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I have two p*n arrays, y and ymiss. y contains real numbers and NA's. ymiss contains 1's and 0's, so that if y(i,j)==NA, ymiss(i,j)==0, and 1 otherwise. I also have 1*n array ydim which tells how many real numbers there is at y(1:p,n), so ydim has values 0 to p

In R programming language, I can do following:

if(ydim!=p && ydim!=0)  
  y(1:ydim(t), t) = y(ymiss(,t), t)

That code arranges all real numbers of y(,t) in like this

first there's for example y(,t) = (3,1,NA,6,2,NA) after the code it's y(,t) = (3,1,6,2,2,NA)

Now I will only need those first 1:ydim(t), so it doesn't matter what those rest are.

The question is, how can I do something like that in Fortran?

Thanks,

Jouni

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2 Answers 2

The "where statement" and the "merge" intrinsic function are powerful, operating on selected positions in arrays, but they don't move items to the front of an array. With old-fashioned code with explicit indexing (could be packaged into a function) e.g.:

k=1
do i=1, n
   if (ymiss (i) == 1) then
      y(k) = y(i)
      k = k + 1
   end if
end do

What you want could be done with array intrinsics using the "pack" intrinsic. Convert ymiss into a logical array: 0 --> .false., 1 --> .true.. Then use code like (tested without the second index):

y(1:ydim(t), t) = pack (y (:,t), ymiss (:,t))


Edit to add example code, showing use of Fortran intrinsics "where", "count" and "pack". "where" alone can't solve the problem, but "pack" can. I used "< -90" as NaN for this example. The step "y (ydim+1:LEN) = -99.0" isn't required by the OP, who doesn't need to use these elements.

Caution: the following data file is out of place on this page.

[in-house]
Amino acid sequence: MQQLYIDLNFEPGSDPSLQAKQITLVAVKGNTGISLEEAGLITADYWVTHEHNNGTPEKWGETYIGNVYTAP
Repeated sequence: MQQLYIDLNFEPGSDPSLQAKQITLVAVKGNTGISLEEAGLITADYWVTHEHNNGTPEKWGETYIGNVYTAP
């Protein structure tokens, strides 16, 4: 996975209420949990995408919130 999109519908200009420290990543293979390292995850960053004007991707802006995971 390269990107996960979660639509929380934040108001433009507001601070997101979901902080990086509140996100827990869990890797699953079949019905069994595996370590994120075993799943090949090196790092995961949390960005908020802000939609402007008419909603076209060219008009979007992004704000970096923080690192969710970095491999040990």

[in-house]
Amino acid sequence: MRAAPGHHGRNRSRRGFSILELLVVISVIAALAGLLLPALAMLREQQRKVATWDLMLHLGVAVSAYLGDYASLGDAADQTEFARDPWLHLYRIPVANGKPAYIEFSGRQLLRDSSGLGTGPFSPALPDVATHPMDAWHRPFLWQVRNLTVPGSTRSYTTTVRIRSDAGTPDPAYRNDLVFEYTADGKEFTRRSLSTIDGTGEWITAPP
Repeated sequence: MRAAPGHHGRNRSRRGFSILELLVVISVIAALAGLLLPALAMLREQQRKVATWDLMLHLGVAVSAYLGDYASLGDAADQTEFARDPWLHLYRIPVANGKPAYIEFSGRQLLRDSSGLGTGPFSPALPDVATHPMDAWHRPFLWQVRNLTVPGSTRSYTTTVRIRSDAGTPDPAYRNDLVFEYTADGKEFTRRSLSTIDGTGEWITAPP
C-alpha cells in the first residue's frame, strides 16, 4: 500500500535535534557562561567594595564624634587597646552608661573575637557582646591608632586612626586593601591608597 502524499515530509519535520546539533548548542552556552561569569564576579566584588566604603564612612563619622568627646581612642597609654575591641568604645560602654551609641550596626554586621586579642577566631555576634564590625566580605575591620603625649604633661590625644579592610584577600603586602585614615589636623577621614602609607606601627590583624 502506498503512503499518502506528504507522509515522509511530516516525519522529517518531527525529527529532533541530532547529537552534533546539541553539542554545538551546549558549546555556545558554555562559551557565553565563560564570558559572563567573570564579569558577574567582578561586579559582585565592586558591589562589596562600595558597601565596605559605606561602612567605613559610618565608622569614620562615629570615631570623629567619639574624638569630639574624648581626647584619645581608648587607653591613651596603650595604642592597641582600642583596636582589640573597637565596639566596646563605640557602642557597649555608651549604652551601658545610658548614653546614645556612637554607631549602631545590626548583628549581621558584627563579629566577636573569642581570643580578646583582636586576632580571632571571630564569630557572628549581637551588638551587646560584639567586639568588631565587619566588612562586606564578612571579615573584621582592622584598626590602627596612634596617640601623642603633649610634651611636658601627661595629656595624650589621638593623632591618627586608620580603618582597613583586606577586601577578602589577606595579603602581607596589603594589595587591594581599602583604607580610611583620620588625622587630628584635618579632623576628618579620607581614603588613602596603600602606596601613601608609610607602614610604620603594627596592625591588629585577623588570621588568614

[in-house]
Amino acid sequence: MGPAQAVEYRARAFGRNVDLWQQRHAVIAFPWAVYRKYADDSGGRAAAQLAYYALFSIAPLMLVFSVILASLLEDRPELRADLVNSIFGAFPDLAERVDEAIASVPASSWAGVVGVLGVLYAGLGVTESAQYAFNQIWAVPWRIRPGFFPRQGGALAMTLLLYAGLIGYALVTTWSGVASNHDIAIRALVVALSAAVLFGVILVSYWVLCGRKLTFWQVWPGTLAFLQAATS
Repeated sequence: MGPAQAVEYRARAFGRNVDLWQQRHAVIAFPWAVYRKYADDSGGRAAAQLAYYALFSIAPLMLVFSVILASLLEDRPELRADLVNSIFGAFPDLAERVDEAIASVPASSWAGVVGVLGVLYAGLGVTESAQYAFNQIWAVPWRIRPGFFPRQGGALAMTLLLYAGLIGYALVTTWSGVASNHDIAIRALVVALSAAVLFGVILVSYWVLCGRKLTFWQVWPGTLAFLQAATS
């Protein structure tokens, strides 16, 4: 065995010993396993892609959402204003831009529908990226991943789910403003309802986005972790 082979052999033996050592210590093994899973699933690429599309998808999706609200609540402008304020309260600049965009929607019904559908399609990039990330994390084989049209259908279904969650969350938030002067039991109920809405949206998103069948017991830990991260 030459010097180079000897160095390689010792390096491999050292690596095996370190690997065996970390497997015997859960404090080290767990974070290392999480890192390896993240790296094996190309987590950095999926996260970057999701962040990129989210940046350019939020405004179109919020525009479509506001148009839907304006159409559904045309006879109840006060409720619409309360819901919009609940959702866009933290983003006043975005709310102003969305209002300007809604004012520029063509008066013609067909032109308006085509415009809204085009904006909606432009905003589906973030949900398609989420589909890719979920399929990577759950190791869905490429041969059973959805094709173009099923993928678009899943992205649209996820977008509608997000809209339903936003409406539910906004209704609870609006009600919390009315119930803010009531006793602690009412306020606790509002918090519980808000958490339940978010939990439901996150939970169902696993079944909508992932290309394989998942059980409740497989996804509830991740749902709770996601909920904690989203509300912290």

program test1

integer, parameter :: LEN = 6
real, dimension (1:LEN) :: y = [3.0, 1.0, -99.0, 6.0, 2.0, -99.0 ]
real, dimension (1:LEN) :: y2
logical, dimension (1:LEN) :: ymiss
integer :: ydim

y2 = y
write (*, '(/ "The input array:" / 6(F6.1) )' )  y

where (y < -90.0)
   ymiss = .false.
elsewhere
   ymiss = .true.
end where

ydim = count (ymiss)

where (ymiss) y2 = y
write (*, '(/ "Masking with where does not rearrange:" / 6(F6.1) )' )  y2

y (1:ydim) = pack (y, ymiss)
y (ydim+1:LEN) = -99.0
write (*, '(/ "After using pack, and ""erasing"" the end:" / 6(F6.1) )' )  y


stop

end program test1

Output is:

The input array: 3.0 1.0 -99.0 6.0 2.0 -99.0

Masking with where does not rearrange: 3.0 1.0 -99.0 6.0 2.0 -99.0

After using pack, and "erasing" the end: 3.0 1.0 6.0 2.0 -99.0 -99.0

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In Fortran you can't store na in an array of real numbers, you can only store real numbers. So you'll probably want to replace na's with some value not likely to be present in your data: huge() might be suitable. 2D arrays are no problem at all for Fortan. You might want to use a 2D array of logicals to replace ymiss rather than a 2D array of 1s and 0s.

There is no simple, intrinsic to achieve what you want, you'd need to write a function. However, a more Fortran way of doing things would be to use the array of logicals as a mask for the operations you want to carry out.

So, here's some fragmentary Fortran code, not tested:

! Declarations
real(8), dimension(m,n) :: y, ynew
logical, dimension(m,n) :: ymiss

! Executable
where (ymiss) ynew = func(y)  ! here func() is whatever your function is
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